- Security: It corresponds to the decentralization of blockchain and the idea of “Verify, Not Trust”. Security is more important in the blockchain space, and therefore requires verifiable, or even fully transparent and open, ways to adjust data processing and data visibility to achieve transparent and Permissionless DeFi, public and ownership of NFT, and the most important composability of DApps.
1. Web3 DApp Architecture
Most of the Web3 DApps follow the following architecture:
- Simple applications (pure on-chain data without compilcated interactions), e.g. Uniswap and NFT projects with pure on-chain storage.
- The front end is no different from the Web2 App.
- No back end (on-chain smart contracts as back end).
- Blockchain as database.
a) More Components of Web3 DApp
In more detail, the workflow of a complete Web3 DApp involves more components:
- Front end: browser, wallet, page.
- Front end and back end communication: Node Provider, Indexing Protocol.
- Conceptual back end: smart contracts on the blockchain network.
- Back end and database communication: Node Provider, storage network gateway.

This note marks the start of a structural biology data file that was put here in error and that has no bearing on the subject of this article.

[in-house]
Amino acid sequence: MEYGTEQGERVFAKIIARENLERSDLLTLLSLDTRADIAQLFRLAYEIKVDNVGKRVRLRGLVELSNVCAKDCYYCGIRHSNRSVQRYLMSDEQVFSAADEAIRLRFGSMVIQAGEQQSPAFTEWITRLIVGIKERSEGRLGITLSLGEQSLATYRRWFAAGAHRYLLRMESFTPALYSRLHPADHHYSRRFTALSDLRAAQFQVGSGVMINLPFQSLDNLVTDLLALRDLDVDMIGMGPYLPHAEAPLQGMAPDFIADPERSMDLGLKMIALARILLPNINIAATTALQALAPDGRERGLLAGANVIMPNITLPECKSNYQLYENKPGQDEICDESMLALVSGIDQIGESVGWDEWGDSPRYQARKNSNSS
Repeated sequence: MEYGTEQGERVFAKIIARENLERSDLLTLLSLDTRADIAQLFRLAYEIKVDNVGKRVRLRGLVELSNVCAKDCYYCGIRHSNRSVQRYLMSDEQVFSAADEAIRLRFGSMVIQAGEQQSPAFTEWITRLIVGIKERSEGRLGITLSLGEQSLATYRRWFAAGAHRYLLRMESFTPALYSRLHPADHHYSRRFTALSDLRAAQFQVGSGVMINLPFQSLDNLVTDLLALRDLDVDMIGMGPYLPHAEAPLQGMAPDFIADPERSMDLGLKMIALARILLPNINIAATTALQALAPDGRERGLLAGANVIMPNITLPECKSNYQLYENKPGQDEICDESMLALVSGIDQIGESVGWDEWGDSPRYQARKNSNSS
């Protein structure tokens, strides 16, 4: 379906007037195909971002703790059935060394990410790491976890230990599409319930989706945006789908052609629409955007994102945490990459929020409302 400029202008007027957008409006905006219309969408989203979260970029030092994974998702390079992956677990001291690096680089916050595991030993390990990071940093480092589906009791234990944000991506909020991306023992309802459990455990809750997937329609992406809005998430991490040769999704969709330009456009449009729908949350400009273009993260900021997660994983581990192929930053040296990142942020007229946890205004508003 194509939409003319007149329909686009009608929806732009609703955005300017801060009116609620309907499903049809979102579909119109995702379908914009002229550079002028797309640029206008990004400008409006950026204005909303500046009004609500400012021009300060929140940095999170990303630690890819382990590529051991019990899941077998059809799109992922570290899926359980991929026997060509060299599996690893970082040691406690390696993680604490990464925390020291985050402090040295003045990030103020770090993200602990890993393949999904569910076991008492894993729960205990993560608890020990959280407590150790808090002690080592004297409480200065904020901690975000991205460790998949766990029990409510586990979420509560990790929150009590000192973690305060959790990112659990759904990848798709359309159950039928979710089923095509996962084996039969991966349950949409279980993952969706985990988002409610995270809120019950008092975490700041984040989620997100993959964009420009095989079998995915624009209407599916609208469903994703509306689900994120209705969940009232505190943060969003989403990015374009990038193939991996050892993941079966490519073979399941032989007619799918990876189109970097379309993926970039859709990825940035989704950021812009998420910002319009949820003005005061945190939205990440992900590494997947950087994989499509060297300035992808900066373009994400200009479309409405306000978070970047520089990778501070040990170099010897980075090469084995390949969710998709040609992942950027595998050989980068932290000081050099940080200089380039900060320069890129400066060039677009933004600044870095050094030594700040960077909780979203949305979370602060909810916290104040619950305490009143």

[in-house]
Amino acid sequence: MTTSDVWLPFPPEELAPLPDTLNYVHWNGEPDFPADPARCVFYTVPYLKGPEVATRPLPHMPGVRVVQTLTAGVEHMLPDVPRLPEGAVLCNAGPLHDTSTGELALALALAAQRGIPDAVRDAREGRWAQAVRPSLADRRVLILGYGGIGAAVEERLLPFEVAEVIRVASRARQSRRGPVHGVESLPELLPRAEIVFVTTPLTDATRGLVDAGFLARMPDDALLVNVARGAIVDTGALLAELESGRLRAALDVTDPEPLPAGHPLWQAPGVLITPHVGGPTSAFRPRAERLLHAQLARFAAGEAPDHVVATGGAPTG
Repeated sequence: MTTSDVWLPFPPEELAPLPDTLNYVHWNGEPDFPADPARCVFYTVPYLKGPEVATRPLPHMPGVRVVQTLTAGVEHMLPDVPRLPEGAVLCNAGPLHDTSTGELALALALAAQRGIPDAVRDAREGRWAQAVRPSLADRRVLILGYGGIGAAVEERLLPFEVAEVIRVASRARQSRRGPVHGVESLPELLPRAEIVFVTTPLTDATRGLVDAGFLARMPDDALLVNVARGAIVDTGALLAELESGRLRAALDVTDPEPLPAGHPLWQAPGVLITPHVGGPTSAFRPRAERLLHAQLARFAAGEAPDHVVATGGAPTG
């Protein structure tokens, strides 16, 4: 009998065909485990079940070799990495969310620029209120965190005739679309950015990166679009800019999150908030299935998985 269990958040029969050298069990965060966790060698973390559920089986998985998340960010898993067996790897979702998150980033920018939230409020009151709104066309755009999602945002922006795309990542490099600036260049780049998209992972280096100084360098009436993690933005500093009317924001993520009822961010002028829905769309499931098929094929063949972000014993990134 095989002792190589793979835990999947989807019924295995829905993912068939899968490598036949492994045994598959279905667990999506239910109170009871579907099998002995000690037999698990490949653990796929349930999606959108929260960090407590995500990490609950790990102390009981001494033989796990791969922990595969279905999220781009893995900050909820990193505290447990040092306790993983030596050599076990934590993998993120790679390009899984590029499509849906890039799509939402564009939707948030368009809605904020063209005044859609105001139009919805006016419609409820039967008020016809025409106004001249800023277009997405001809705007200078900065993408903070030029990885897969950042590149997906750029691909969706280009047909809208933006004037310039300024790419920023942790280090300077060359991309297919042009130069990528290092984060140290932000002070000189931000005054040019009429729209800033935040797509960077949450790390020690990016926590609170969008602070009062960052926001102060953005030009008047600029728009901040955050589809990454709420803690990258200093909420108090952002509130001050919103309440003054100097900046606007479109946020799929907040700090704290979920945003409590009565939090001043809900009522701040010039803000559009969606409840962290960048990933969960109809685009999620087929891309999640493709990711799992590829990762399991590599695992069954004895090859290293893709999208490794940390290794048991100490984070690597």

- Database: Smart contract state and decentralized storage network.
b) How Web3 DApp Get Rid of Back End?
The existence of Turing-complete smart contracts on the blockchain network allows the blockchain to be the best Serverless platform, or the World Computer that can be seen as Trustware. The data and back end logic of the application can be implemented in the smart contract.
Compared to Serverless functions, smart contracts are much better, and create a much better architecture and model than Web2 applications:
- Payment: Serverless functions are usually paid for by the developer, while smart contracts are paid for by the user for most interactions, and the user willingly pays for the blockspace on the blockchain.
- Execution environment: Serverless functions have a very flexible execution environment, while smart contracts have a very lightweight execution environment with few options.
- Deployment environment: Serverless functions are deployed on a centralized cloud service platform, while smart contracts are deployed on a decentralized and permissionless decentralized network. In addition, the cost of operating the network is shifted from the centralized platform to the miners, and the economic system becomes more autonomous.